Federal Employees Health Benefits Program:

Enrollee Cost Sharing for Selected Specialty Prescription Drugs

GAO-09-517R: Published: Apr 30, 2009. Publicly Released: Jun 1, 2009.

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John E. Dicken
(202) 512-7043


Office of Public Affairs
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Recent increases in prescription drug costs have been fueled in part by the high and rising cost of specialty prescription drugs. Specialty prescription drugs are typically used to treat chronic or life-threatening conditions, such as multiple sclerosis and cancer, for which few other treatment options exist. The drugs typically have few competitors or generic alternatives and may require frequent dosage adjustment, special storage, patient education, or special methods of administration, such as by injection. Costs for specialty prescription drugs are usually high, typically ranging from $1,200 to $40,000 for a 30-day supply. Health plans--including those participating in the Federal Employees Health Benefits Program (FEHBP), which covers nearly 8 million federal employees, dependents, and retirees-- provide coverage for many specialty drugs. Enrollees may be required to pay a portion of specialty drug costs through a copayment--a flat dollar amount--or coinsurance--a percentage share of the drug's actual costs. To manage the high and rising costs of these drugs, some health plans have begun to require enrollees to contribute a greater share of their costs, such as by increasing the use of coinsurance. Congress asked us to examine the costs that FEHBP enrollees may incur for specialty prescription drugs. In this report we describe cost-sharing requirements and limits for specialty drugs covered by FEHBP plans.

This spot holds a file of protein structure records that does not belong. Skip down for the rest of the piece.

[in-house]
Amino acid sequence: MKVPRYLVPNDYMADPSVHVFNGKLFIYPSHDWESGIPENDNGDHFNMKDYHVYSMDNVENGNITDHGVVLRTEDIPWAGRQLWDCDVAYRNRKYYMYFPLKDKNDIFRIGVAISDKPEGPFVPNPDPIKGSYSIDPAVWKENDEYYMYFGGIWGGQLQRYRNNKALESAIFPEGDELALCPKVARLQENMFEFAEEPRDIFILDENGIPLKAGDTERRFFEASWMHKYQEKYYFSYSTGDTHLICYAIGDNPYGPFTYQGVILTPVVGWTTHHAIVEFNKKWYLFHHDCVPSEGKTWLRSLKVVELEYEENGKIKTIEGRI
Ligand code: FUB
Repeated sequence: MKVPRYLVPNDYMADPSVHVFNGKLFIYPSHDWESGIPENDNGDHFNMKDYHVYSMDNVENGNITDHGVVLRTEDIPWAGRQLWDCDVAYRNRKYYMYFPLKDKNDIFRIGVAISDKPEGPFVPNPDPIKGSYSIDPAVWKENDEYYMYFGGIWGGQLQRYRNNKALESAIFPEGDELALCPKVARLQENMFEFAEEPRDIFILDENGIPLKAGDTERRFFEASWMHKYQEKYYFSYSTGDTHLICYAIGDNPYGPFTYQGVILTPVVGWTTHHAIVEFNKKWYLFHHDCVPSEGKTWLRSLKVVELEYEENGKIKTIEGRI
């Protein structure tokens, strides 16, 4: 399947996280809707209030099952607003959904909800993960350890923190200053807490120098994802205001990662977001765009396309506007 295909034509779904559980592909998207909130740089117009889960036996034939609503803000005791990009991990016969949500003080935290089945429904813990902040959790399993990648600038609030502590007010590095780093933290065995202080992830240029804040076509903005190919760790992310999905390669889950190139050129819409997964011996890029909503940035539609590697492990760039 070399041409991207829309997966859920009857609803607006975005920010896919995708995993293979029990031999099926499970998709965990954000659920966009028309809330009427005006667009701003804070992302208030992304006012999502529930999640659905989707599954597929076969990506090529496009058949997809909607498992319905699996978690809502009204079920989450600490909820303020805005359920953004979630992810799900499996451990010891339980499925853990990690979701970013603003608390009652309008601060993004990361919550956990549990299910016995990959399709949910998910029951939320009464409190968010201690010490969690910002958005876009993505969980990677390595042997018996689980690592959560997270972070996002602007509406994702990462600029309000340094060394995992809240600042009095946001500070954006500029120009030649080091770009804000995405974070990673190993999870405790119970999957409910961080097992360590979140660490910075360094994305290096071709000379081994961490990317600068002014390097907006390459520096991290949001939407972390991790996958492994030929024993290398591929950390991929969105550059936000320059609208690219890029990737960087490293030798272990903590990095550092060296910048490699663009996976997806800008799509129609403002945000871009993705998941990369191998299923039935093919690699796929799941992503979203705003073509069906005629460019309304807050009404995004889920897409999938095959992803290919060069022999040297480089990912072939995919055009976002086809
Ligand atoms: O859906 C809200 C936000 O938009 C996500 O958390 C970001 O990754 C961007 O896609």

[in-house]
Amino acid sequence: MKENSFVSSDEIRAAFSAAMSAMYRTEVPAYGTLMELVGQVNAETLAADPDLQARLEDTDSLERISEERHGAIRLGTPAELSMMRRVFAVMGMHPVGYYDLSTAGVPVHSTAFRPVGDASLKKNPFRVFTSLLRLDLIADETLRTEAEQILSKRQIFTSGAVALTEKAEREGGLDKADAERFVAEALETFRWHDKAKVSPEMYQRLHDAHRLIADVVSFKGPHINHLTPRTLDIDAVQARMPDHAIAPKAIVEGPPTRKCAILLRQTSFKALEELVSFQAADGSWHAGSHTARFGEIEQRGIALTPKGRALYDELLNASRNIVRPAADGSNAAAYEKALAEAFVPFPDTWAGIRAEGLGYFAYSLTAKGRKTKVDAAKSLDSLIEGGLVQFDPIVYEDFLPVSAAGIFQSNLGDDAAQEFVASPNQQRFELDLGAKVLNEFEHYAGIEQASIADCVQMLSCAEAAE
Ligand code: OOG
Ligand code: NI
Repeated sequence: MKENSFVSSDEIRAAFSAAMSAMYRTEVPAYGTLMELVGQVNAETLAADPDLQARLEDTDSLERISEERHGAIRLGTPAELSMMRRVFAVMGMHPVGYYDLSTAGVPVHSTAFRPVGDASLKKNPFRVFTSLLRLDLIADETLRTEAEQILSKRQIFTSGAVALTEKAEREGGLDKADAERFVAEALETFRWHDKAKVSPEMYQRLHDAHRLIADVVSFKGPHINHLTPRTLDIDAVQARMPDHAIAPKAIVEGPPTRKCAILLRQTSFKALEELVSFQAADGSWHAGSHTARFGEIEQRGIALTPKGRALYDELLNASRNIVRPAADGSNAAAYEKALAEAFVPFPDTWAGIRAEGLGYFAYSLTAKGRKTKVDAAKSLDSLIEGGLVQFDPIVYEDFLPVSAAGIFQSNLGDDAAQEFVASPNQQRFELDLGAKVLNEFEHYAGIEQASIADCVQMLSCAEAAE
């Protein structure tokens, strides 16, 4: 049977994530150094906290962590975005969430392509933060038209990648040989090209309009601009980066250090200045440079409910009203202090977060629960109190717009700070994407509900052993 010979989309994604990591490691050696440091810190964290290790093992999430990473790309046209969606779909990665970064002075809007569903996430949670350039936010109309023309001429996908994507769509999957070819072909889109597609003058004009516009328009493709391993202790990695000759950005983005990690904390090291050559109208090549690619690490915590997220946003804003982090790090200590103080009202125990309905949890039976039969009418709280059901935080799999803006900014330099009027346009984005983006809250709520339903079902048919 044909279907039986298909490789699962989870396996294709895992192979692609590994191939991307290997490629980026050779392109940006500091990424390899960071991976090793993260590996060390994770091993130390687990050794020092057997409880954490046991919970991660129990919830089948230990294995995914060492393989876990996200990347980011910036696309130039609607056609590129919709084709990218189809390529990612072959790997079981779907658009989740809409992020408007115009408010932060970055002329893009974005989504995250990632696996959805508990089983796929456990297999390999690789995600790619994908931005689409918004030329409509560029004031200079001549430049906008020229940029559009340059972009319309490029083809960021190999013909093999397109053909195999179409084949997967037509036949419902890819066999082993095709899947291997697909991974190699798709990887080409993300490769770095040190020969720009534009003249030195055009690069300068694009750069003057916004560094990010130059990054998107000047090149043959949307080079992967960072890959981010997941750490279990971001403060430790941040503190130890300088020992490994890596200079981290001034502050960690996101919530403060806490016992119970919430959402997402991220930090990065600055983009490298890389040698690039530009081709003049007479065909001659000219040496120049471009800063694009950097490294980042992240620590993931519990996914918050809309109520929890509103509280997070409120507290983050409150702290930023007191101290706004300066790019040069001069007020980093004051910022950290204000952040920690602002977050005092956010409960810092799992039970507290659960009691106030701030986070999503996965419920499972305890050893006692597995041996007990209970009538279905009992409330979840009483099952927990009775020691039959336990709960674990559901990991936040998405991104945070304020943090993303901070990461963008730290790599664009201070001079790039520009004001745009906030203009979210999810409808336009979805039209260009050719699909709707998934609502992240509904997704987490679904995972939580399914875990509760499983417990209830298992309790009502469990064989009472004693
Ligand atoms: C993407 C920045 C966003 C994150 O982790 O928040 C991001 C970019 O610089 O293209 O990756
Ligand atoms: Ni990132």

Enrollees in FEHBP plans are subject to varying cost-sharing requirements for the 18 specialty drugs. More than 6.6 million of the nearly 7.8 million enrollees in the plans we reviewed (86 percent) are generally subject to copayments that limit enrollee costs to about $55 on average for a 30-day supply of the drugs. Nearly 900,000 enrollees (11 percent) are subject to coinsurance for more than 1 of the 18 specialty drugs, which requires the enrollees to pay on average nearly 31 percent of the cost of the drugs. About 700,000 of the enrollees subject to coinsurance are in plans requiring it for all 18 of the drugs. Enrollees' coinsurance costs for specialty drugs are typically limited by per prescription dollar maximums or annual out-of-pocket limits. Depending on the plan, these varying requirements can result in a wide range of costs for enrollees for the same drug. For example, we estimate that an enrollee taking the multiple sclerosis drug Betaseron for a year could pay $420 if subject to a copayment, $2,400 if subject to a coinsurance with a per prescription dollar maximum, or $6,000 if subject to a coinsurance with an annual out-of-pocket maximum.

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